EU shares Ukrainians' desire to protect forests, but timber export ban won't prevent illegal logging
The Delegation of the European Union to Ukraine says it shares Ukrainians’ desire to protect forests and is ready to support them in that direction, but notes that a ban on timber exports will not prevent illegal logging.
“The EU Delegation wishes to reassure Ukrainians that we share your desire to protect Ukraine’s natural environment. In general, EU policies and EU integration do not lead to deforestation but help to prevent it. If Ukraine decided it wanted to protect more of its forests – including more of the unique biosphere in the Carpathians – the EU would be supportive,” the EU Delegation said in a statement on Monday evening.
According to the EU Delegation, a ban on all logging (or limited logging) or even access restrictions in a particular protected area, for justified and demonstrable environmental reasons, is perfectly legitimate and acceptable, as long as such a ban or other restrictions apply equally to all.
“Have you noticed that despite the wood ban the illegal logging and smuggling of the wood are still taking place?” the EU Delegation wondered.
“The reason is that the current ban on the export of wood does not achieve these goals. It simply serves the needs of some vested interests in the wood processing industry, allowing them to get exclusive and unrestricted access to forestry resources in order to exploit them for themselves. The ban is not preventing deforestation. And it does not prevent illegal logging or smuggling of wood because these illegal activities have become more profitable,” the statement said.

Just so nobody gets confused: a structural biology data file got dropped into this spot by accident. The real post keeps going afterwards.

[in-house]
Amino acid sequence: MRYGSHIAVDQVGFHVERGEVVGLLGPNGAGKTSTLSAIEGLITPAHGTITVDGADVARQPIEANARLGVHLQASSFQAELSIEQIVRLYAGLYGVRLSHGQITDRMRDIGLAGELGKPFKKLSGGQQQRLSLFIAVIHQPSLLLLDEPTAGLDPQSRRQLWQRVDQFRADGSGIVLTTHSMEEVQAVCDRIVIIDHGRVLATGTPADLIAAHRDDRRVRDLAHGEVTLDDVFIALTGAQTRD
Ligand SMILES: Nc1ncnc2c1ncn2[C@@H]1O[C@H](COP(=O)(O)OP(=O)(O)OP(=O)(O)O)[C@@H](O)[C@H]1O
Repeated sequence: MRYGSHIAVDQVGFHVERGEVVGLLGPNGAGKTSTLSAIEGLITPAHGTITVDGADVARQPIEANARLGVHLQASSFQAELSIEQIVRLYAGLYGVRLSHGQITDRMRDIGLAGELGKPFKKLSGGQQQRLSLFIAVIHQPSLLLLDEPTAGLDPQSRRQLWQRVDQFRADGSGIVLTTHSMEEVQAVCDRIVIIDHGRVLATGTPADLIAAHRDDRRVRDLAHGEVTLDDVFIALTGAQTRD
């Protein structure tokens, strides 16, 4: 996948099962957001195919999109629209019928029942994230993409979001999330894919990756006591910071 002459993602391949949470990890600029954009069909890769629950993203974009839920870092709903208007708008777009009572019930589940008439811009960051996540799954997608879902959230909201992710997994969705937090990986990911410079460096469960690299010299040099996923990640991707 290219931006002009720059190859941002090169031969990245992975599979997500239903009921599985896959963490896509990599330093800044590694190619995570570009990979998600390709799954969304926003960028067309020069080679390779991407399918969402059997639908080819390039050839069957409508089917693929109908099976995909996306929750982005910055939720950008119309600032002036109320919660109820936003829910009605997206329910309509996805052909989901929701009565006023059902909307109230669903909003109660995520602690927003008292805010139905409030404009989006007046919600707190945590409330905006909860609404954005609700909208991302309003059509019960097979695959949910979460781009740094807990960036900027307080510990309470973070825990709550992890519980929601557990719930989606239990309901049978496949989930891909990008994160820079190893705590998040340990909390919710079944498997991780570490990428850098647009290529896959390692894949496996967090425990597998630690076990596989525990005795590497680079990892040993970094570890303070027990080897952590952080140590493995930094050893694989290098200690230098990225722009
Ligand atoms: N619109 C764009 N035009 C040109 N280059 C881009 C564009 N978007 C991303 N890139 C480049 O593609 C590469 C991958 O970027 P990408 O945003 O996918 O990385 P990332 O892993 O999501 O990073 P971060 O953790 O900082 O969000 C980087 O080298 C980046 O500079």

The EU Delegation said that the EU would strongly support higher penalties for such crimes and more effective enforcement actions in this field.
According to the EU Delegation, the reason the EU opposes the current wood ban is because it is a restriction on free trade. It is against Ukraine’s international commitments under the World Trade Organization and the EU-Ukraine Association Agreement.
“We have been working with the Ukrainian authorities to find a solution which strikes a fair balance between permitting fair and equal access to natural resources, promoting trade, investment and economic development, and protecting the valuable and unique natural resources of Ukraine,” the statement said.
According to the EU Delegation, claims that the EU is following an “egoistic” agenda, by insisting on lifting the ban on the export of wood, are wrong.
As was reported, Ukraine’s parliament on April 9, 2015, passed a bill to introduce a 10-year moratorium on the export of wood and timber. A partial ban on all types of wood but pinetree became effective on November 1, 2015. The full ban is to be introduced as of January 1, 2017.
The ban is said to be an obstacle to a third EUR 600 million tranche of EU macro-financial assistance to Ukraine.